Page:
Some crises are directly related to internal conflict, such as an abrupt change in top management. This could be the death of a CEO or the firing of a leading vice president. Sometimes, justified or not, a company is accused of racial or gender discrimination.
To prevent the latter, it’s important to ensure that all staff handbooks and communications contain language inherent in them that the company provides an environment that does not allow discrimination. Any alleged breaches of this policy should be considered a crisis situation.
Social media compels quick response
Because today’s successful companies are expected to maintain active presences on major social media outlets including Twitter, Facebook and Instagram, the speed of response to a crisis is more vital than ever.
Customers are often in regular interaction with a corporation via Twitter, for example, and the failure to respond to an internal or external crisis can make a company look lazy or indifferent. Aggrieved consumers often take action on social media, where the choice of channels is highly visible and varied. Such attacks can cause lasting damage to a brand.
It’s important that responses are planned carefully and not executed half-heartedly. The best way to ensure that answers are communicated smoothly is to have a crisis response team in place.
The Response Team is the group that will manage the crisis as it unfolds, often consisting of staff from several departments: executive office (CMO and SVP, operations); public relations; legal (monitors ensuing or potential future litigation); and operations/HR.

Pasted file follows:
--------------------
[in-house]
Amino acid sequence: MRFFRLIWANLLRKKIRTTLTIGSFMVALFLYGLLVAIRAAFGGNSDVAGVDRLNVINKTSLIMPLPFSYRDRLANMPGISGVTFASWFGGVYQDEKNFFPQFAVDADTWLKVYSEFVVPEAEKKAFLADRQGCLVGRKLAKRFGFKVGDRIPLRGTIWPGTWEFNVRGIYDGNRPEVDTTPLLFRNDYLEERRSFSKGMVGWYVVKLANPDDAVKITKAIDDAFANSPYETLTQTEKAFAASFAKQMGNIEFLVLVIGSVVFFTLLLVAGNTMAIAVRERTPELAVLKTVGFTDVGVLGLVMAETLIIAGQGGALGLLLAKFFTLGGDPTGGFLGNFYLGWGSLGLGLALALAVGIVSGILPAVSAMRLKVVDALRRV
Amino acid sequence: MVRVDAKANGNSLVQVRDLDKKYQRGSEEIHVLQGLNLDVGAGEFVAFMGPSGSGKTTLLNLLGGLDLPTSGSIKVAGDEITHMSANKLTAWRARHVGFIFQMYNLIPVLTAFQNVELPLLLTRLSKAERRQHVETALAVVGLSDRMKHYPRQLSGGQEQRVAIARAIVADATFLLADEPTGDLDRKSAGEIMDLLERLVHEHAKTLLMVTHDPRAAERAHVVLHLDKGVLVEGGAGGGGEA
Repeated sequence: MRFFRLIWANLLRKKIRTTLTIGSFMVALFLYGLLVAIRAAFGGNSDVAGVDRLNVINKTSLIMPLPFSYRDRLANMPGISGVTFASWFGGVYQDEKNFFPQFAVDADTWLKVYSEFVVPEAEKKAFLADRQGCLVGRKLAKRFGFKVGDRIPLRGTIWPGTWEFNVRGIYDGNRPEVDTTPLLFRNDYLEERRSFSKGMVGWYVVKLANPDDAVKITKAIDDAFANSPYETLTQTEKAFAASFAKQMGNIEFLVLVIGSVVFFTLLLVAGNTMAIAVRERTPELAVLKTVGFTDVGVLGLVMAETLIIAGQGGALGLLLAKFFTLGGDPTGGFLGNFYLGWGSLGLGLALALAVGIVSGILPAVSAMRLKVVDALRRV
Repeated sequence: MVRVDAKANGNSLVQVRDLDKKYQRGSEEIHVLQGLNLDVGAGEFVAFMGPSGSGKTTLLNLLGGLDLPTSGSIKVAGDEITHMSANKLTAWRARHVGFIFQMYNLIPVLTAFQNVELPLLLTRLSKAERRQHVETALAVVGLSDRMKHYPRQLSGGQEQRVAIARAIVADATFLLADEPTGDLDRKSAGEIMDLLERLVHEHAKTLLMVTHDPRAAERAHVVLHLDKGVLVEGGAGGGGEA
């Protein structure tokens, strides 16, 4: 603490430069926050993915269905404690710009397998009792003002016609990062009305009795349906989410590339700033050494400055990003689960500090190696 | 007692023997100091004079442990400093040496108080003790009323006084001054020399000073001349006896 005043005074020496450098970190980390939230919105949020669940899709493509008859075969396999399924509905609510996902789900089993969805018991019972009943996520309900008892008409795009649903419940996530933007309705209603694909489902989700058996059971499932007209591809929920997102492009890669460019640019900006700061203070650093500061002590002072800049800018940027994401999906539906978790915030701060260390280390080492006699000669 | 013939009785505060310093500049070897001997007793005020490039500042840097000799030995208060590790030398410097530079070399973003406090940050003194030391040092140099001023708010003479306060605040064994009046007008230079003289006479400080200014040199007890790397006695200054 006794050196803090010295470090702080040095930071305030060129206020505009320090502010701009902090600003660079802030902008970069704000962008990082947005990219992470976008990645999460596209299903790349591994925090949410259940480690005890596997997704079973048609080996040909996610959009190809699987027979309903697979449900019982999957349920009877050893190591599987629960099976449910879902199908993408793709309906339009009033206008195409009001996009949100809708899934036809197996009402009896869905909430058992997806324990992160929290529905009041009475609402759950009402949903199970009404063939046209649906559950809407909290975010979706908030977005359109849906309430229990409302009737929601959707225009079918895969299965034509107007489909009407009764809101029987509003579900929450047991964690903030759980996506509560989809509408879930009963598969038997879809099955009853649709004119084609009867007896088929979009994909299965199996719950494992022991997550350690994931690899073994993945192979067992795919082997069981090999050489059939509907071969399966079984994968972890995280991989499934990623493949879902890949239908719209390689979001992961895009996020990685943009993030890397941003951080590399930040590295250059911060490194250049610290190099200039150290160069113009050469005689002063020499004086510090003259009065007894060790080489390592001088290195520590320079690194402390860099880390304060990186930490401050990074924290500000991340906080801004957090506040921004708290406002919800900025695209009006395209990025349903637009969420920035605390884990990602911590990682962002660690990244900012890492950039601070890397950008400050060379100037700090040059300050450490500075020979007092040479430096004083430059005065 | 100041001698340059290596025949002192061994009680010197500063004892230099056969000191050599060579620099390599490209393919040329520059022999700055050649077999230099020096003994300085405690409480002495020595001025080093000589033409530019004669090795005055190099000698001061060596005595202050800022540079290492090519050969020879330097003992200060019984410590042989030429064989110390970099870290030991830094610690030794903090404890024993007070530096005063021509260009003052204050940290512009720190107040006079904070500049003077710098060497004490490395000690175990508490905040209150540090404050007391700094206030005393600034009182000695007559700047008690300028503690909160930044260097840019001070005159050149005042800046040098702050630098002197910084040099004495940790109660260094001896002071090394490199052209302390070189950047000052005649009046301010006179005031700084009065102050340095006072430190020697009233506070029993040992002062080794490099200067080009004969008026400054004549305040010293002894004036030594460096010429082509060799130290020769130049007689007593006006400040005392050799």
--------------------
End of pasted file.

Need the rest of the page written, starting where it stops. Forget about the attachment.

The team should be responsible for monitoring the crisis and preventing when possible similar, future emergency or crisis situations.
In most cases, it’s best to split the team: an “onsite group” should travel to the site of the incident immediately. A “home group” should convene in the office or another location away from the site of the incident.
Effective messaging to stakeholders
Often the chief marketing officer will head the response team and be responsible for crafting and disseminating messages to outside individuals that provide direct and viable potential solutions to the crisis, accurate news of what is actually happening, and honest, calm answers to people’s questions.
Before beginning a crisis response, it is vital to remember an organization’s goals. They should include protecting employees and their families, serving the public and customers and safeguarding financial and capital assets.
All of these factors should be addressed in the crisis communications effort. The communication should include customer engagement via social media and through other technological channels chosen by the response team which can include webcasts and video messages.
The individuals chosen to address the public in crisis situations, which often include the CMO and CEO, should also be media trained by their public relations representatives. Media training experts should address how to create and communicate pertinent talking points in media-ready sound bite form.
All communications should be designed and executed to assist company constituents in dangerous situations and to protect the employees and reputation of the corporation.